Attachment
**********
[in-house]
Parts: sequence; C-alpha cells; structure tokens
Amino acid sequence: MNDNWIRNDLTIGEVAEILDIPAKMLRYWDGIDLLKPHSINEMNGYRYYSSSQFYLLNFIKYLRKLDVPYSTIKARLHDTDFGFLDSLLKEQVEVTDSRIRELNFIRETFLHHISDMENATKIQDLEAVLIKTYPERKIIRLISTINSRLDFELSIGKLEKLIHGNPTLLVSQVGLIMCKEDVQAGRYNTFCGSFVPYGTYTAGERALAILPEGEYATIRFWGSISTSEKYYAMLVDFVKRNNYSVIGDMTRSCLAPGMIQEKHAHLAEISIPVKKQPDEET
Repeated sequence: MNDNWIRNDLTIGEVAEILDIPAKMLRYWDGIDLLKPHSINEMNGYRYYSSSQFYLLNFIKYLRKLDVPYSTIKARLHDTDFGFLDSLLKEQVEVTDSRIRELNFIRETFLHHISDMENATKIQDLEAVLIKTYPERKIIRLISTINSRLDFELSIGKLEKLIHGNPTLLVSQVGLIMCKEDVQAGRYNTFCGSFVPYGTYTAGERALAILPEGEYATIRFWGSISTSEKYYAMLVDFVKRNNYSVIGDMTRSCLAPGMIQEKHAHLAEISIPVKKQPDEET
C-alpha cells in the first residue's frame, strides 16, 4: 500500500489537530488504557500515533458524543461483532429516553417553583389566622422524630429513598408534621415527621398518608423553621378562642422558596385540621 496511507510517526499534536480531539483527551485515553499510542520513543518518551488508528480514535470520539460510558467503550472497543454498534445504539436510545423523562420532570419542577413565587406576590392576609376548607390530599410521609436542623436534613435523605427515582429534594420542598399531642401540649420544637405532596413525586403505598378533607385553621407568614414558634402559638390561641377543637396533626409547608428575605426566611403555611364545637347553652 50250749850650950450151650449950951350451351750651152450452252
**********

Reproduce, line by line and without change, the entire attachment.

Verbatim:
[in-house]
Parts: sequence; C-alpha cells; structure tokens
Amino acid sequence: MNDNWIRNDLTIGEVAEILDIPAKMLRYWDGIDLLKPHSINEMNGYRYYSSSQFYLLNFIKYLRKLDVPYSTIKARLHDTDFGFLDSLLKEQVEVTDSRIRELNFIRETFLHHISDMENATKIQDLEAVLIKTYPERKIIRLISTINSRLDFELSIGKLEKLIHGNPTLLVSQVGLIMCKEDVQAGRYNTFCGSFVPYGTYTAGERALAILPEGEYATIRFWGSISTSEKYYAMLVDFVKRNNYSVIGDMTRSCLAPGMIQEKHAHLAEISIPVKKQPDEET
Repeated sequence: MNDNWIRNDLTIGEVAEILDIPAKMLRYWDGIDLLKPHSINEMNGYRYYSSSQFYLLNFIKYLRKLDVPYSTIKARLHDTDFGFLDSLLKEQVEVTDSRIRELNFIRETFLHHISDMENATKIQDLEAVLIKTYPERKIIRLISTINSRLDFELSIGKLEKLIHGNPTLLVSQVGLIMCKEDVQAGRYNTFCGSFVPYGTYTAGERALAILPEGEYATIRFWGSISTSEKYYAMLVDFVKRNNYSVIGDMTRSCLAPGMIQEKHAHLAEISIPVKKQPDEET
C-alpha cells in the first residue's frame, strides 16, 4: 500500500489537530488504557500515533458524543461483532429516553417553583389566622422524630429513598408534621415527621398518608423553621378562642422558596385540621 496511507510517526499534536480531539483527551485515553499510542520513543518518551488508528480514535470520539460510558467503550472497543454498534445504539436510545423523562420532570419542577413565587406576590392576609376548607390530599410521609436542623436534613435523605427515582429534594420542598399531642401540649420544637405532596413525586403505598378533607385553621407568614414558634402559638390561641377543637396533626409547608428575605426566611403555611364545637347553652 50250749850650950450151650449950951350451351750651152450452252